NEW YORK, Nov 20 (Reuters) - Credit default swaps on U.S. bank debt have erased all of the gains made in the last month from government attempts to shore up their liquidity, and are likely to remain weak as concerns over their asset exposures and future earnings ability remain.
The CDR Counterparty Risk Index, which averages credit default swap spreads of the 14 largest credit derivative dealers, jumped on Wednesday to its highest level since Oct. 10.
Swaps on individual banks are also trading at their weakest levels since before October 14, when the Federal Deposit Insurance Corp (FDIC) sparked a rally by expanding its guarantee program to new, senior bank debt.
"There are significant concerns about the value of bank assets and the earning power of the various banks with the downturn in the economy," said Sean Egan, principal of Egan-Jones Ratings Co in Haverford, Pennsylvania.
"Even though the Fed has done everything it possibly could to support the banks it seems like they are rolling a rock up a hill," he added.
The U.S. Treasury Department has pumped $250 billion in equity to support banks as part of its Troubled Asset Relief Program (TARP), while the FDIC's implicit government guarantee of new bank debt is designed to ease concerns over their debt values and aid sales of new bonds.
"We're basically right back where we were before the government intervention and TARP was announced," said Carlos Mendez, senior managing director at investment firm ICP Capital. "People still don't understand what banks have on their balance sheets."
One issue is confusion over the role of TARP and whether the $700 billion committed to the program will be enough to restore stability in the financial sector.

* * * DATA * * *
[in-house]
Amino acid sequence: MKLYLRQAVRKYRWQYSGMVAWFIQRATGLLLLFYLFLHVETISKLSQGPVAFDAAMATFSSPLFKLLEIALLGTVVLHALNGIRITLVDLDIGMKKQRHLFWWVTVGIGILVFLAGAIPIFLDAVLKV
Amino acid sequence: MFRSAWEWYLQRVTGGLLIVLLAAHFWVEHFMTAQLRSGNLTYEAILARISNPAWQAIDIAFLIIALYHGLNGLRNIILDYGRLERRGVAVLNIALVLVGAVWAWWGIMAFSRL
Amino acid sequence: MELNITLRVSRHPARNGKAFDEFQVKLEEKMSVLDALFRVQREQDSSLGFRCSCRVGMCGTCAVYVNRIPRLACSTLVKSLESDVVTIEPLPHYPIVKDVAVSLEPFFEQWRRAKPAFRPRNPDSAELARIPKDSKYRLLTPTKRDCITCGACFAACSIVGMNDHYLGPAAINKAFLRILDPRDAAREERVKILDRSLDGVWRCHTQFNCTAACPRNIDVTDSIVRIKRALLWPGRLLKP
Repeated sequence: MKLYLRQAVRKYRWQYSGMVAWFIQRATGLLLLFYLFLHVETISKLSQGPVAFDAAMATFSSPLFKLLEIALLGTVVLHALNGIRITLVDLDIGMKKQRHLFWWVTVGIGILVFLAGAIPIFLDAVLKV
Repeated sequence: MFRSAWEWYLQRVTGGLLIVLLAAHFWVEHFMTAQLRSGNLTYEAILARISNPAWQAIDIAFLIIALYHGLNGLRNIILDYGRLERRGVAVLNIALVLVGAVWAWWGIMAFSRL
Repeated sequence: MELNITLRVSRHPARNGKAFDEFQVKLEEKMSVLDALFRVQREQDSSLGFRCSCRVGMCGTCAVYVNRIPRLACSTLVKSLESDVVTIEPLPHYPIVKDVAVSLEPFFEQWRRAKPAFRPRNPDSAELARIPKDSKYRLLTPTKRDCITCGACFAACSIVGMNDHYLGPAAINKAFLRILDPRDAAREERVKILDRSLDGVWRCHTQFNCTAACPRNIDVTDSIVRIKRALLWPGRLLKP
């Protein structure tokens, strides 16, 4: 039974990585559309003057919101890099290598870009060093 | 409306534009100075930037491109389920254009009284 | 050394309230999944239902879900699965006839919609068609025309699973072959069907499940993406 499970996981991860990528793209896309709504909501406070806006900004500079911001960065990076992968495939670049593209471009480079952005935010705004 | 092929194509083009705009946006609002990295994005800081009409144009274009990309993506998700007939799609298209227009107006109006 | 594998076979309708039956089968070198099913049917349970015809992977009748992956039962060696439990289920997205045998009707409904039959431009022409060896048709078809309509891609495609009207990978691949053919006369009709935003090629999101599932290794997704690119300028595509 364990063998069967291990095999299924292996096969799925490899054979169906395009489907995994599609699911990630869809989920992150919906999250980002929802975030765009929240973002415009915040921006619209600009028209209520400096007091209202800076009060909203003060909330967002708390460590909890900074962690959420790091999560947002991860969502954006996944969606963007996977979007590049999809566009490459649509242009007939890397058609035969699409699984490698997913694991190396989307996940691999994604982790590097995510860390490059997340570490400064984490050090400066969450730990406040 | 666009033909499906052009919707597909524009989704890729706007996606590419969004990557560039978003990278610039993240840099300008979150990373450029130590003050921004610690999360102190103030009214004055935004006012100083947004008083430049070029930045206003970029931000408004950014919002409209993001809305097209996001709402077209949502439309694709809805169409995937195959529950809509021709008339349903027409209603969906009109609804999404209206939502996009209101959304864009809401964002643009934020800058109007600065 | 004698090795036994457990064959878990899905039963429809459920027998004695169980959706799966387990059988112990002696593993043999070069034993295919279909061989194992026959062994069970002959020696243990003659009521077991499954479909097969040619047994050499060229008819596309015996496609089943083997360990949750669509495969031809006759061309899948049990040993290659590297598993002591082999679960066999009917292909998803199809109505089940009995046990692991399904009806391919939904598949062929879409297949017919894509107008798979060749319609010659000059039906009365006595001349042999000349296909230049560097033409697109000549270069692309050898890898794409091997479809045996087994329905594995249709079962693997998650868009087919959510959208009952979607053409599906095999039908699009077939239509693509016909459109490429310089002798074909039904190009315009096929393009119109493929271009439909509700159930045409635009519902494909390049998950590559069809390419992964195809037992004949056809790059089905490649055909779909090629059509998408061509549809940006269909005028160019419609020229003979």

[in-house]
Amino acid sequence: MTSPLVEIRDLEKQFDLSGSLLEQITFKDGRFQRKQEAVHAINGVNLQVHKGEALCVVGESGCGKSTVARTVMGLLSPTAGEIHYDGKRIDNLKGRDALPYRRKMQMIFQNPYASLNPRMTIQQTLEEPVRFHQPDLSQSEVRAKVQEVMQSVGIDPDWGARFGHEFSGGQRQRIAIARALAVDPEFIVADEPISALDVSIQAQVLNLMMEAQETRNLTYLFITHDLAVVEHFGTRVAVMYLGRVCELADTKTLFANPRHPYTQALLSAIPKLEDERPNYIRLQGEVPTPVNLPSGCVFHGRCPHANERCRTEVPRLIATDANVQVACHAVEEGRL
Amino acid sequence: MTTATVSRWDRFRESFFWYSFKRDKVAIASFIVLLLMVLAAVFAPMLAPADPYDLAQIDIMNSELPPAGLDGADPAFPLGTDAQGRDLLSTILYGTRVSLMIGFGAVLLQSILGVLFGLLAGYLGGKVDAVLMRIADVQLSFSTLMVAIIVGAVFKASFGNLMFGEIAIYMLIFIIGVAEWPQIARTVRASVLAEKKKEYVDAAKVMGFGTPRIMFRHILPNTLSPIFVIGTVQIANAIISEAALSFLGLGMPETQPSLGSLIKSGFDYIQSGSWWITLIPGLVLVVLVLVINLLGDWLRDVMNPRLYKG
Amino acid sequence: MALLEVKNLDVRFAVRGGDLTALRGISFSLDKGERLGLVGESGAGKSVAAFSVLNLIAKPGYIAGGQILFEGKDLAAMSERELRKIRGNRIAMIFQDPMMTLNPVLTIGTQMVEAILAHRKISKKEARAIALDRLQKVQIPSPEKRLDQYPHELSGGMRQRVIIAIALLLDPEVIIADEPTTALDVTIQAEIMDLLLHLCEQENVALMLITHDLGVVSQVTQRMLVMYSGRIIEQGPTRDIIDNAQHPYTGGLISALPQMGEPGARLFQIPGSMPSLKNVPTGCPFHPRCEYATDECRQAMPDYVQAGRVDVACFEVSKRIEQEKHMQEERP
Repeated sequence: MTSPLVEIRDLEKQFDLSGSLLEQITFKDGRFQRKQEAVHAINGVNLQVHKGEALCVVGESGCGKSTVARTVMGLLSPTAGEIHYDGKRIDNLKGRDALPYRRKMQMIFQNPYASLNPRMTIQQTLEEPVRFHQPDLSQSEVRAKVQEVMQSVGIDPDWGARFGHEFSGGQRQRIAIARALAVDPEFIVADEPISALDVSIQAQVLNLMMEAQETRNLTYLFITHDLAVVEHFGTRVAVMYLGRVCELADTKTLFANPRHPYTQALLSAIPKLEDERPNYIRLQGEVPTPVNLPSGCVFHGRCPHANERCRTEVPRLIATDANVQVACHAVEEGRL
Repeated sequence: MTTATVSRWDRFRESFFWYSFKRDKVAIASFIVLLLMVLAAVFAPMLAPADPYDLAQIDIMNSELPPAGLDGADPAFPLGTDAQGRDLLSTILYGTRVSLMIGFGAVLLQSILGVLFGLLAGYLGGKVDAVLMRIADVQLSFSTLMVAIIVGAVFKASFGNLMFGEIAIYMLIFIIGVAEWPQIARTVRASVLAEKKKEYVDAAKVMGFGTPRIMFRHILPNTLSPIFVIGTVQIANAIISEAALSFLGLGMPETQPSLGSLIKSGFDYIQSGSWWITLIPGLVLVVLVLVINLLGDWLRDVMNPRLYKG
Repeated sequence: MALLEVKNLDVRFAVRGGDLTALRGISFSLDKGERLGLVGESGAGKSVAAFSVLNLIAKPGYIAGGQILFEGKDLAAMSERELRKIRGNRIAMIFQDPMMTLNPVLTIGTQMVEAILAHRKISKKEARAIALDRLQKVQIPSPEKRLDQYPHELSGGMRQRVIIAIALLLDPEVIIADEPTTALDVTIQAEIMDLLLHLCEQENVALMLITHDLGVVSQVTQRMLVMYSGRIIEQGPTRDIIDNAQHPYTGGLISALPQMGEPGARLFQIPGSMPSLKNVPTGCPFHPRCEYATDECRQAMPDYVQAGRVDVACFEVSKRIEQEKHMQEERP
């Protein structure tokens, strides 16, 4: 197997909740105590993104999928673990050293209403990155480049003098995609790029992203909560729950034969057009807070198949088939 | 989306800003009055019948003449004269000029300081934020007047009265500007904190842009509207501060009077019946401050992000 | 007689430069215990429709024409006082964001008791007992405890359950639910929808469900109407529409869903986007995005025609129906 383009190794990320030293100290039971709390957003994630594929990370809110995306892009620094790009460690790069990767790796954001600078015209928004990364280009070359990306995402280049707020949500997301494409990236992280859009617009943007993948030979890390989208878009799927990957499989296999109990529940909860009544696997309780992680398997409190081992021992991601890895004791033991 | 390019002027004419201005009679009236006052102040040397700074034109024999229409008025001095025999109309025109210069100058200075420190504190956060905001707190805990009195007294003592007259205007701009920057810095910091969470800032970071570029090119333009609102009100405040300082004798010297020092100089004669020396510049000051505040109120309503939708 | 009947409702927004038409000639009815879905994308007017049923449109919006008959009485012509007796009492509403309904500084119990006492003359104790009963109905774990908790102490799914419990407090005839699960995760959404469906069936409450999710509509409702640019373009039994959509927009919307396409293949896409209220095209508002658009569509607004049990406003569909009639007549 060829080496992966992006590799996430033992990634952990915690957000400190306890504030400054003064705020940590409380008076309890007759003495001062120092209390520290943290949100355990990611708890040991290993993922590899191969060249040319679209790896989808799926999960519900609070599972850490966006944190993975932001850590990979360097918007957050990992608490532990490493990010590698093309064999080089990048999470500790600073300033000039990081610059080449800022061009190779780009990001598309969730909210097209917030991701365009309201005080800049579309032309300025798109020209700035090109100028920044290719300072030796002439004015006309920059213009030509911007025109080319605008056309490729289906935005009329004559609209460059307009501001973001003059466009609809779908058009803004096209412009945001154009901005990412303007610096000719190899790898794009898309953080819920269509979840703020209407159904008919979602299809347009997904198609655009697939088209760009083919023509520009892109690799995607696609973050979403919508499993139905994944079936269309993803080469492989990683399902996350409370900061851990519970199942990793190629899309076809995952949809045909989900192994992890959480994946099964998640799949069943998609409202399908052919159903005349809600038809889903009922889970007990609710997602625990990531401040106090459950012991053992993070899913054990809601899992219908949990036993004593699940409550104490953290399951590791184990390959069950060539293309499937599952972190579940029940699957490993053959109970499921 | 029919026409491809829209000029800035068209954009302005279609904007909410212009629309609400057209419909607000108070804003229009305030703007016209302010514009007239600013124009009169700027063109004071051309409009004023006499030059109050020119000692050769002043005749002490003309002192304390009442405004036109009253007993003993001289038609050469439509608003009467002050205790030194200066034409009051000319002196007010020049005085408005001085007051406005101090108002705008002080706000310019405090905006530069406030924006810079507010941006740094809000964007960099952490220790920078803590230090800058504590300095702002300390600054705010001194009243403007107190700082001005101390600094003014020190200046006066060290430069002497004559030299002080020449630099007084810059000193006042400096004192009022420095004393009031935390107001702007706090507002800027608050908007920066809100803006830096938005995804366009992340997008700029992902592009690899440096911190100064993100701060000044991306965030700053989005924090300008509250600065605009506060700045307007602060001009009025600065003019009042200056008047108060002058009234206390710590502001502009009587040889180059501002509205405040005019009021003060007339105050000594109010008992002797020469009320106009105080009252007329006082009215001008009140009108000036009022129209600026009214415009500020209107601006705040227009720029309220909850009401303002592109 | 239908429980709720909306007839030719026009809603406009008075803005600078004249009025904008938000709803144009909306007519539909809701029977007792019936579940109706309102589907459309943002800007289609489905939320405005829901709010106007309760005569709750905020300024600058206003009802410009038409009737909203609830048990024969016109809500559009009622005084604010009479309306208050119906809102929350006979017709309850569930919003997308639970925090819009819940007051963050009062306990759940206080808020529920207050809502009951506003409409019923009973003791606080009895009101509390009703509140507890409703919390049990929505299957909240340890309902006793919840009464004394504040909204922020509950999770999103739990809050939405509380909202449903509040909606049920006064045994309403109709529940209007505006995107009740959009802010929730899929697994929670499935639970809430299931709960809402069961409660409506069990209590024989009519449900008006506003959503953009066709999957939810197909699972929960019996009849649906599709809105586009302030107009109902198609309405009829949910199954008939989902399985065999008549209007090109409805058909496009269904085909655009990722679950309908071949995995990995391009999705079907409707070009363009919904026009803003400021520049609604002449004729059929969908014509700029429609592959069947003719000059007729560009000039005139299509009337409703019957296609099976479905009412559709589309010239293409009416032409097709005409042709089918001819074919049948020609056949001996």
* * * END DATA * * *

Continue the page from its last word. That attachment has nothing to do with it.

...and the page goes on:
"Neither Treasury nor the banks ever explained why the TARP injections were adequate to fund writedowns or cover future losses," said Ricardo Kleinbaum, analyst at BNP Paribas in New York.
"We still don't know what's on the balance sheet of the banks, and we don't have an unlimited guarantee," he added. "The Treasury has the authority to guarantee credits, but they haven't put any program in place that specifically addresses these troubled assets."
Debt protection costs on Citigroup Inc (C.N) have jumped to record highs, based on end of day levels, a day after the bank said it agreed to buy $17.4 billion of assets remaining in a series of funds known as structured investment vehicles.
The cost to insure Citigroup's debt for five years rose to around 390 basis points on Thursday, or $390,000 per year to insure $10 million in debt. The swap had traded at 240 basis points on Tuesday.
Adding to concerns is the impact that any failure by General Motors Corp (GM.N) could have on bank balance sheets, in addition to banks' ability to generate earnings amid a global downturn.
"We no longer have the short term illiquidity problems, but these are big institutions that are facing difficulties, General Electric, Citigroup, GM," said Kleinbaum.
"The banks do have some exposure to the auto industry, but the issue there is we don't know what the banks' indirect exposures to suppliers and everybody else who falls are, if that unravels," he said.
Meanwhile the transition to a new U.S. government is likely to delay any improvement in credit markets as investors wait to hear solutions from the new government to tame the financial crisis.
"We're between rulers and so it's going to be difficult, even though the market is in turmoil we're not going to have the ability to react," said Egan. "We're in flux until the middle of January."